I’d like to finish with an example of what I deem to be one of the greatest rappers to date, the metal-masked MF DOOM. He who only ever appears behind a mask has said that “It don’t matter what I look like, you know, it don’t matter what the artists look like, its more what the artists sound like, so the mask really represents the whole, like, thing to rebel against trying to sell the product as a human being, it’s more of a sound.” And Stones Throw Records, littered with phenomenal artists – Madlib, Peanut Butter Wolf and the late great J Dilla to name a few – embody this message of the importance of music over image. And what I’m about to say I find troubling and upsetting but nevertheless true: the mask of DOOM, a symbol of the disinterest in image, has become one of the most iconic things about him, despite the fact that his lyrics and beats are unbelievable. HipHopDX alluded to this in his YouTube video entitled ‘The Hypocrisy of DOOM fans,’ him being one of them, when he said, whilst discussing the greatly distasted tendency of DOOM to send out masked imposters in place of him, “As DOOM fans isn’t it DOOM who we truly love anyway. Would any of us pay anything to see Zev Love X (DOOM’s alias before the mask) rap if he never put the mask on?” And the fact that I, who deeply resents the need for image in music along with many others, and intimately obsesses over the intricate word-play and beats of the man himself, wear the ring-version of that mask, is testament to that. I guess the simple truth is that image will always be integral to music, as shit as that is, and although social media has made that fact more overt, it has merely exaggerated a fact that has always been true. So, the DOOM mask will remain on my middle finger as an ironic ‘fuck you,’ I guess, ‘cos what more is there to do?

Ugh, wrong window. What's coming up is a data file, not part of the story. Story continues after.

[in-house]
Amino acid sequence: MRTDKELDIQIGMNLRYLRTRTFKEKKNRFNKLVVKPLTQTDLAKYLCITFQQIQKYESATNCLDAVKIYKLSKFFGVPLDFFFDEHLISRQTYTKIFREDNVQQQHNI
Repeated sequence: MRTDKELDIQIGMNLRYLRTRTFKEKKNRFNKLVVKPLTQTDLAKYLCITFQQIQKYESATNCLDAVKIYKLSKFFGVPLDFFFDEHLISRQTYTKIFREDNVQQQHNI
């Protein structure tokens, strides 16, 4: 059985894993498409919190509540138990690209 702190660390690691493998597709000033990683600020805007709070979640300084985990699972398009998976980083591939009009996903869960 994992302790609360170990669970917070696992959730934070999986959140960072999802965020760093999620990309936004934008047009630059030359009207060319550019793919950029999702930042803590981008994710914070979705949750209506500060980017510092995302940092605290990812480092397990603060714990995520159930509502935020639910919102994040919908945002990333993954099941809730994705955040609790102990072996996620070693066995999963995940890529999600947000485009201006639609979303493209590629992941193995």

Photographs: Mr Bootle and Paul Goetz via Flickr Creative Commons